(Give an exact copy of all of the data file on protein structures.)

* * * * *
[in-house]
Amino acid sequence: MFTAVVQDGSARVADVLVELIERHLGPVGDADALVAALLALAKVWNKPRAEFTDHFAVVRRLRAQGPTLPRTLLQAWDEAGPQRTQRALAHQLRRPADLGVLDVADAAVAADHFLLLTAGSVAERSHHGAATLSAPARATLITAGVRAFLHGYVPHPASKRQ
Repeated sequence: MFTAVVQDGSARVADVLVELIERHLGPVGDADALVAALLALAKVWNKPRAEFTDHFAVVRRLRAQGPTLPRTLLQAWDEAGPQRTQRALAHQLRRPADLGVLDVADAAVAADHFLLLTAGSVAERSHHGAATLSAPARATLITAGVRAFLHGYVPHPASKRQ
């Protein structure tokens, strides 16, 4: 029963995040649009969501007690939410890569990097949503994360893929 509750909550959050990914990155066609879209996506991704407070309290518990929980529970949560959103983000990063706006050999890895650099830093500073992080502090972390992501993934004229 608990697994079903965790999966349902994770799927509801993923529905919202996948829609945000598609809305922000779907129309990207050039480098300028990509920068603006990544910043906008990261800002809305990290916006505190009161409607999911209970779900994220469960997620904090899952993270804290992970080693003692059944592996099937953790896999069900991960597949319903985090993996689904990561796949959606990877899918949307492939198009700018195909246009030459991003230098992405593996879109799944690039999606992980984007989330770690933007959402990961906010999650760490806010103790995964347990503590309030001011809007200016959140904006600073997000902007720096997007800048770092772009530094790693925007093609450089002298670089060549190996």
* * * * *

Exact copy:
[in-house]
Amino acid sequence: MFTAVVQDGSARVADVLVELIERHLGPVGDADALVAALLALAKVWNKPRAEFTDHFAVVRRLRAQGPTLPRTLLQAWDEAGPQRTQRALAHQLRRPADLGVLDVADAAVAADHFLLLTAGSVAERSHHGAATLSAPARATLITAGVRAFLHGYVPHPASKRQ
Repeated sequence: MFTAVVQDGSARVADVLVELIERHLGPVGDADALVAALLALAKVWNKPRAEFTDHFAVVRRLRAQGPTLPRTLLQAWDEAGPQRTQRALAHQLRRPADLGVLDVADAAVAADHFLLLTAGSVAERSHHGAATLSAPARATLITAGVRAFLHGYVPHPASKRQ
């Protein structure tokens, strides 16, 4: 029963995040649009969501007690939410890569990097949503994360893929 509750909550959050990914990155066609879209996506991704407070309290518990929980529970949560959103983000990063706006050999890895650099830093500073992080502090972390992501993934004229 608990697994079903965790999966349902994770799927509801993923529905919202996948829609945000598609809305922000779907129309990207050039480098300028990509920068603006990544910043906008990261800002809305990290916006505190009161409607999911209970779900994220469960997620904090899952993270804290992970080693003692059944592996099937953790896999069900991960597949319903985090993996689904990561796949959606990877899918949307492939198009700018195909246009030459991003230098992405593996879109799944690039999606992980984007989330770690933007959402990961906010999650760490806010103790995964347990503590309030001011809007200016959140904006600073997000902007720096997007800048770092772009530094790693925007093609450089002298670089060549190996």